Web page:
So too, when S. 48A itself is upheld as not violating Art. 14 of the Constitution of the assumption that the State Government is required to act in accordance with the Guidelines provided by the various provisions of the Act and the necessary intendment thereof, the order passed thereunder cannot be sustained if it does not observe those guidelines or is otherwise arbitrary. S. 48A of the Act can be saved from the attack that it vests arbitrary power in the State Government to supersede a Council and terminate the elected councilors' terms of office and discriminate between one Council and another and the councilors of one Council and the councilors of another Council and thus violates Art. 14 of the Constitution, only on the assumption that the legislature intended that power to be exercised in the light of the guidelines provided by the Act. To show that the State Government has not acted arbitrarily in terminating the councilors' right to continue in office until the election is held and to show that it has acted in the light of the guidelines provided by the enactment, there must be some material to establish the changed circumstances as would justify the State to form the opinion that it is not necessary or expedient to continue the councilors in office. The fact that such a power is vested in the Government, of course, is a factor to hold that the legislature took care to vest it in a high authority, so that it may not be arbitrarily exercised. But, as observed by the Supreme Court in Maneka Gandhi's case, that by itself does not give the order immunity from attack that it is an arbitrary order. In Maneka Gandhi's case, : 2SCR621 the Supreme Court observed as follows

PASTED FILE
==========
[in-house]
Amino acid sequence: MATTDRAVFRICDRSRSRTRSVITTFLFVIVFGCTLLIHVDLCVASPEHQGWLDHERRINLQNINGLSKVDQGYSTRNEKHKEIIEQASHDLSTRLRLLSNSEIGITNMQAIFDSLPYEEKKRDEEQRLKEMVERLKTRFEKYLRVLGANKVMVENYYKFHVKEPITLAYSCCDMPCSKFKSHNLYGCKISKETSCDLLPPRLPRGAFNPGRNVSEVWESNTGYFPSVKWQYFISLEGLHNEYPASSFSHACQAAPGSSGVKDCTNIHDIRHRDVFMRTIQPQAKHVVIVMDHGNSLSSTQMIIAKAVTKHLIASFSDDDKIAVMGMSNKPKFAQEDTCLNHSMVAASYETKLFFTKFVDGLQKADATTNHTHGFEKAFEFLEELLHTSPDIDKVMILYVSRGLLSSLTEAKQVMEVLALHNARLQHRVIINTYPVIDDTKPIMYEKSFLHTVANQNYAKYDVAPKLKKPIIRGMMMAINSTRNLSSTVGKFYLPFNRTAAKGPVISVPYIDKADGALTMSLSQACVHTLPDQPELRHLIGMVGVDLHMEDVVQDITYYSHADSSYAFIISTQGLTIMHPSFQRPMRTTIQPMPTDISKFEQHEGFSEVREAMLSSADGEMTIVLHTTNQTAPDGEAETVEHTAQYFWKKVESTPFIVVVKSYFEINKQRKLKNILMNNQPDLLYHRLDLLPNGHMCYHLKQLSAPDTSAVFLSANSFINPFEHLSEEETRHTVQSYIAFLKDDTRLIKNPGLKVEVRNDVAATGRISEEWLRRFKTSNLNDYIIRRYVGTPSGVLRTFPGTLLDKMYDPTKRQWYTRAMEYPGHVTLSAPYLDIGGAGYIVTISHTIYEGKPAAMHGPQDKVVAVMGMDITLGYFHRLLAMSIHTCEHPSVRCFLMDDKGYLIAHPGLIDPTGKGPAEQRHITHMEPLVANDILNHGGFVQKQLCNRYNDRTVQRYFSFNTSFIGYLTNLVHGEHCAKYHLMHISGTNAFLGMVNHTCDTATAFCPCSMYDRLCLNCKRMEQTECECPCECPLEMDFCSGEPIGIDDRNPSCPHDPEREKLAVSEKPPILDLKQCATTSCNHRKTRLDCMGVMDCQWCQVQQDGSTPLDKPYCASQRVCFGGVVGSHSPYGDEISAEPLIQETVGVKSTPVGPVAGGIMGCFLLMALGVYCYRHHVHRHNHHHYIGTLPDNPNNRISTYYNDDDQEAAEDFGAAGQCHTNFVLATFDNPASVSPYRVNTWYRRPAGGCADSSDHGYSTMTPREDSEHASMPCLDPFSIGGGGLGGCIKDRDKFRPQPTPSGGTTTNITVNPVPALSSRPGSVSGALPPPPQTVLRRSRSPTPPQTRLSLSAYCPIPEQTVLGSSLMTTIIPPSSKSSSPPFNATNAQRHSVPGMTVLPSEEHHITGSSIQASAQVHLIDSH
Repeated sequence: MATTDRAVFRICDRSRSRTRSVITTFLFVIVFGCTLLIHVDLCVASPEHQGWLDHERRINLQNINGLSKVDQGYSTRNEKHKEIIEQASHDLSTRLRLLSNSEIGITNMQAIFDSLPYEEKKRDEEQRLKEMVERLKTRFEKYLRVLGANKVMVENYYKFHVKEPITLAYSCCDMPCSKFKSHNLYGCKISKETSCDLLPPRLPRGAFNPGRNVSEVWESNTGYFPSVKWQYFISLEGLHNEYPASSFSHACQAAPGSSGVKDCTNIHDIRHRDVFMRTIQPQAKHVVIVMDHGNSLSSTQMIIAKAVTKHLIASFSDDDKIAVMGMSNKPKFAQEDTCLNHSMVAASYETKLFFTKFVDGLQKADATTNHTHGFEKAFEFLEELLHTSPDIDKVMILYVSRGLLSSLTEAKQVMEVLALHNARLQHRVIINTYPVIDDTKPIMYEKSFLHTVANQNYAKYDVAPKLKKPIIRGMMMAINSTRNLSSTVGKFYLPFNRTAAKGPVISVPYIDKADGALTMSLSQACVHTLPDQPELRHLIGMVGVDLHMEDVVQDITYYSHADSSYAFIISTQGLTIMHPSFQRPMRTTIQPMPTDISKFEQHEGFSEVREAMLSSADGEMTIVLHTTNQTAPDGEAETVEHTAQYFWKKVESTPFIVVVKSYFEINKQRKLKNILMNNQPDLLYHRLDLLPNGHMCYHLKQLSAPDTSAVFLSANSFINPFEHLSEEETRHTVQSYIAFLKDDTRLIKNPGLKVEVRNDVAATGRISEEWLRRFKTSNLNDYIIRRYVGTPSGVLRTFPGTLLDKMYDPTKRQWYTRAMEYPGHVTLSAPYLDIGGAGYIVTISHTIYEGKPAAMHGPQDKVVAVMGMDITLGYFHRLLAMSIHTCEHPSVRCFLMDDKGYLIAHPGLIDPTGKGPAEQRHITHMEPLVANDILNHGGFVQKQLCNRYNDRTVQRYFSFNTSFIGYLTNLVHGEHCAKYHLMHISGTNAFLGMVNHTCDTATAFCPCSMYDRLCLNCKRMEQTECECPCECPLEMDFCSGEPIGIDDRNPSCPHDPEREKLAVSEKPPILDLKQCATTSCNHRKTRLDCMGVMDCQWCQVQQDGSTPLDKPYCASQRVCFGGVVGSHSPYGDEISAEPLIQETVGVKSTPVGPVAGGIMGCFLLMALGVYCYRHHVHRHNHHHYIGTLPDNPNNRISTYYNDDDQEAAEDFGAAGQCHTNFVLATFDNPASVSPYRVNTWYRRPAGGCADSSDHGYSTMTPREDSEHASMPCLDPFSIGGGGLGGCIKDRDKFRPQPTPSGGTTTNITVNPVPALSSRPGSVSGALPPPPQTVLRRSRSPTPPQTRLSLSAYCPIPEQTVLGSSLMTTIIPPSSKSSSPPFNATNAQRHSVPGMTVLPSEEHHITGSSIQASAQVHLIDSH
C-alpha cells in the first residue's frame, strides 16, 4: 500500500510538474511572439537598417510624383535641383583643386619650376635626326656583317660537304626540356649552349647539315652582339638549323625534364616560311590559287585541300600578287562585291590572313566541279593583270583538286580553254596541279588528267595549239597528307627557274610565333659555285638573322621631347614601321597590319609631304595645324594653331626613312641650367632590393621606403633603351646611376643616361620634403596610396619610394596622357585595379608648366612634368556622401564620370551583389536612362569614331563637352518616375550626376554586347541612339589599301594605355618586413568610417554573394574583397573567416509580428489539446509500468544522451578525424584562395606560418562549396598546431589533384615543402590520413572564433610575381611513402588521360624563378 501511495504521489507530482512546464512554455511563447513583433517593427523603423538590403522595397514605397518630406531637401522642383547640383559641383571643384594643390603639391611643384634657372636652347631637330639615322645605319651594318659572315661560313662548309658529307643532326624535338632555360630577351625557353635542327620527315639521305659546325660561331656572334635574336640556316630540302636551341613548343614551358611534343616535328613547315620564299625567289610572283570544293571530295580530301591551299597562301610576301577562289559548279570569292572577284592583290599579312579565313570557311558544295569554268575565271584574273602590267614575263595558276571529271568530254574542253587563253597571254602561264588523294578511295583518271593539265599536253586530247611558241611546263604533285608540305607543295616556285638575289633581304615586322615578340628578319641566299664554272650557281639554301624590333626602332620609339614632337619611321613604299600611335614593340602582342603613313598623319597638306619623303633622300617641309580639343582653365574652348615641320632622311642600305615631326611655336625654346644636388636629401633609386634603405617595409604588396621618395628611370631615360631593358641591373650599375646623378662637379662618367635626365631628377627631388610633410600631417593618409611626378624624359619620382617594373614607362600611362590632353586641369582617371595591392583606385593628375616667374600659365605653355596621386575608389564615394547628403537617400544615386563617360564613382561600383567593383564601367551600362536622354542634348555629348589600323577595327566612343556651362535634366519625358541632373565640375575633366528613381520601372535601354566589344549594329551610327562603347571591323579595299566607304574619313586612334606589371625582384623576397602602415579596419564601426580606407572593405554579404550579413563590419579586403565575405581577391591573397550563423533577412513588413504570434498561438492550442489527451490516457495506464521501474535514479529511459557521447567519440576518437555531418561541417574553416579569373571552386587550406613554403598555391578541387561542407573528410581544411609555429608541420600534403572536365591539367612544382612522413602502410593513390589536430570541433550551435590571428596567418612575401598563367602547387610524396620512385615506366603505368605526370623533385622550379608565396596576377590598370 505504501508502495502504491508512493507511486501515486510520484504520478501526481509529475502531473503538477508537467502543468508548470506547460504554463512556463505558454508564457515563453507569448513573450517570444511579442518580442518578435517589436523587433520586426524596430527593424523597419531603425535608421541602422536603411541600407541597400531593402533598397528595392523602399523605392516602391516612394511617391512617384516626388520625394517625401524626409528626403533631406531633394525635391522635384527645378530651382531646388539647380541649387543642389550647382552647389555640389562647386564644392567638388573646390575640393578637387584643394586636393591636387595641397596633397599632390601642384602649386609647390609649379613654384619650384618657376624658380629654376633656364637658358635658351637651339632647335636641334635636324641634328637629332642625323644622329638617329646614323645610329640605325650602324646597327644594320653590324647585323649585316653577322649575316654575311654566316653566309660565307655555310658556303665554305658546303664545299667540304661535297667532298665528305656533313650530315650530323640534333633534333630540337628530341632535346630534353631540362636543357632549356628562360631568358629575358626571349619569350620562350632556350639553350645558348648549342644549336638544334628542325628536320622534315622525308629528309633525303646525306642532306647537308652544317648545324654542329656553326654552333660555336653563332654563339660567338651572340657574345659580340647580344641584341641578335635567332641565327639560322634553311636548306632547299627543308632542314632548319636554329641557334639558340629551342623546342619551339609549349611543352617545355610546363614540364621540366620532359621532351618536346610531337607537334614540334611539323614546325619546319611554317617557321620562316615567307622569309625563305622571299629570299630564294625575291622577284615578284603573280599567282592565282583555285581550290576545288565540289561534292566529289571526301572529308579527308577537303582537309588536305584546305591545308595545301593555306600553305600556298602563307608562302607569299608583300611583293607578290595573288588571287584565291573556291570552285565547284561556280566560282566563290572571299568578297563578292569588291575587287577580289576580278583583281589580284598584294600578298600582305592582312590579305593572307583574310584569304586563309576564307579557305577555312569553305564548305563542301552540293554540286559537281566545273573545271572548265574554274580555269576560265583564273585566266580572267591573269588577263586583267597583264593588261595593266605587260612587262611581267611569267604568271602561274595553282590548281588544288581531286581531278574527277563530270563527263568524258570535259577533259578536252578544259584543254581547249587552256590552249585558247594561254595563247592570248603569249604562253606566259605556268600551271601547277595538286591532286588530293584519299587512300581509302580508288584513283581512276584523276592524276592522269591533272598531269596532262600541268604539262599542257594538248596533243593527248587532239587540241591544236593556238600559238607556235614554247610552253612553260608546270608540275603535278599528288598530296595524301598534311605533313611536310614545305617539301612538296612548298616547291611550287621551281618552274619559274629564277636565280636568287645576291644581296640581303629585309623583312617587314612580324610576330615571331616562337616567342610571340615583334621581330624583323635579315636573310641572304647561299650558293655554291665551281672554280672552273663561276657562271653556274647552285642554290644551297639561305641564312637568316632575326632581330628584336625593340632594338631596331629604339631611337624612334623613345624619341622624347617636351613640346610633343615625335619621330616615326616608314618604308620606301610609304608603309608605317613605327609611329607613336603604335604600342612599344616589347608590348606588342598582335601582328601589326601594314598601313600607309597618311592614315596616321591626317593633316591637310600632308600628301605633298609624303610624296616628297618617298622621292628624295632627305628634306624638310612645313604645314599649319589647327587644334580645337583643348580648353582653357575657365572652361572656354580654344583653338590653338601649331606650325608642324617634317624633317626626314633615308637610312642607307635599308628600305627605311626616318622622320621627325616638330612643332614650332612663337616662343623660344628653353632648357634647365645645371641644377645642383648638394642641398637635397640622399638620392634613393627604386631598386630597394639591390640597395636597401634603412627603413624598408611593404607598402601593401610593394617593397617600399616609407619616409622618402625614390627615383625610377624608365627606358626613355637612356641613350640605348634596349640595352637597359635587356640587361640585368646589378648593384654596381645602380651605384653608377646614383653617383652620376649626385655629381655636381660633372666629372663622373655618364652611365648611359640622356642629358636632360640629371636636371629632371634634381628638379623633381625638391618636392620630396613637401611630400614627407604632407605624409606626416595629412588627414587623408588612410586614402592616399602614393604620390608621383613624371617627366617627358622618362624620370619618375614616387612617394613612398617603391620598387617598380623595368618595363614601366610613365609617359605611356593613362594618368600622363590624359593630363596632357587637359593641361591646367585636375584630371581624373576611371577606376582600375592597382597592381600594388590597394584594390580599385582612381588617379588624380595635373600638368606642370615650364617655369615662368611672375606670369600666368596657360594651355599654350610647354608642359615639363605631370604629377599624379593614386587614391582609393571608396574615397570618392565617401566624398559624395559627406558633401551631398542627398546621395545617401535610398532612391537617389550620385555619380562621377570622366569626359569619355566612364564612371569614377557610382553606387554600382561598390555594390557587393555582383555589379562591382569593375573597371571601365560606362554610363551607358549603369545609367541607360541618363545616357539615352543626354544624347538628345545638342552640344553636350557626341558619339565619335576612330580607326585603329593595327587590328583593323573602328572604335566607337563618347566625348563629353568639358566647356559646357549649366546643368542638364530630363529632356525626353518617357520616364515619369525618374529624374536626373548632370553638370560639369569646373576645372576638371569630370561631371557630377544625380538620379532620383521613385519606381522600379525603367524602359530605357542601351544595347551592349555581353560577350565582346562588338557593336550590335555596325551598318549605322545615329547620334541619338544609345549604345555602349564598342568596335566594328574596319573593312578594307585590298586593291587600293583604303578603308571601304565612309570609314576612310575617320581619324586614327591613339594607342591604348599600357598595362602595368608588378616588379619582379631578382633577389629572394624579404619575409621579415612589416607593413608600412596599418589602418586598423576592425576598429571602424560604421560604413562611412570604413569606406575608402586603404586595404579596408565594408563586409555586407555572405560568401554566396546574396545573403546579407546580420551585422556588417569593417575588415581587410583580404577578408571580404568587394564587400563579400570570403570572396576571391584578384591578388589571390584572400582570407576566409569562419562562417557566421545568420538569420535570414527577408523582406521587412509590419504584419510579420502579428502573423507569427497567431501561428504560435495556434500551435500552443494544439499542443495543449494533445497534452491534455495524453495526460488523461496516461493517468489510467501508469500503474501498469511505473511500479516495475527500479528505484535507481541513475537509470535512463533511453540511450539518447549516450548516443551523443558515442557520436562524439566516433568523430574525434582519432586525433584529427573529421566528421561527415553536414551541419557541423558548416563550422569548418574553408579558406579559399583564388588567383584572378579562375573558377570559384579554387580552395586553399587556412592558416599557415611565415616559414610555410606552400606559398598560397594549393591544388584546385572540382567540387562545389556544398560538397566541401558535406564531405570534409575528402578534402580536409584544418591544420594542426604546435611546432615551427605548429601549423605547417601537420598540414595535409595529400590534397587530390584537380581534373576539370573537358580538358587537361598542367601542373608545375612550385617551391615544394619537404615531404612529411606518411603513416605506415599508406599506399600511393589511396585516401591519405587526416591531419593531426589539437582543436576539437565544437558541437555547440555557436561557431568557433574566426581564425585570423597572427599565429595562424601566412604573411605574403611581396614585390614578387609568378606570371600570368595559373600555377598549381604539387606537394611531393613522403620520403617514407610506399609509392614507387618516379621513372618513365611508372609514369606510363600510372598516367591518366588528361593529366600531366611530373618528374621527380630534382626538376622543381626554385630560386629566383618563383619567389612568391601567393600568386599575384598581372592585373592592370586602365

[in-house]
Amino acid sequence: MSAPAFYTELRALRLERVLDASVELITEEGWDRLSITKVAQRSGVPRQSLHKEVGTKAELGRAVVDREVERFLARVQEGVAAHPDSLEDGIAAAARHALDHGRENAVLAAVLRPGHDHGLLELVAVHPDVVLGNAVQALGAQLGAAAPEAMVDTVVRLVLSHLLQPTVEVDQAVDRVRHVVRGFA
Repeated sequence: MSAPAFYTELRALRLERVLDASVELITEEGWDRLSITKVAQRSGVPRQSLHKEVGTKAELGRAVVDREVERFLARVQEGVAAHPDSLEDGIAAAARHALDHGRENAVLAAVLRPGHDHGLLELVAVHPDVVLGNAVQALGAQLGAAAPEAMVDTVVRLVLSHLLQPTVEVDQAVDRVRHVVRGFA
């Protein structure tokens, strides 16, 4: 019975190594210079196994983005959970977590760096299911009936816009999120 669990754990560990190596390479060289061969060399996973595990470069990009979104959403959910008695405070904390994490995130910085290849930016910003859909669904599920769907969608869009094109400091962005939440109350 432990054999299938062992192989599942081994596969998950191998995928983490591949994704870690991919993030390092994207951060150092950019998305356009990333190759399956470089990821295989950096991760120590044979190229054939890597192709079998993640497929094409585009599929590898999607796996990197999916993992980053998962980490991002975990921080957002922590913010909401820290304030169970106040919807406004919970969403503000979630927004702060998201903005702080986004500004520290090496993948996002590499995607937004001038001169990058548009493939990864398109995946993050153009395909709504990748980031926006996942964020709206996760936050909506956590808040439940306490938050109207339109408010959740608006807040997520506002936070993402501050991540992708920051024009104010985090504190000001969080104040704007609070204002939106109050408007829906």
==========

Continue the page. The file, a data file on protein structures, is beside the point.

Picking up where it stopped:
'............. we must straightway concede it, that merely because a statutory provision empowering an authority to take action in specified circumstances is constitutionally valid as not being in conflict with any fundamental rights, it does not give a carte blanche to the authority to make any order it likes so long as it is within the parameters laid down by the statutory provision. Every order made under a statutory provision must not only be within the authority conferred by the statutory provision, but must also stand the test of fundamental right. Parliament cannot be presumed to have intended to confer power on an authority to act in contravention of fundamental rights. It is a basic constitutional assumption underlying every statutory grant of power that the authority on which the power is conferred would act constitutionally and not in violation of any fundamental rights. This would seem to be elementary and no authority is necessary in support of it, but if any were needed, it may be found in the decision of this Court in Narendra Kumar v. Union of India : 2SCR375 .'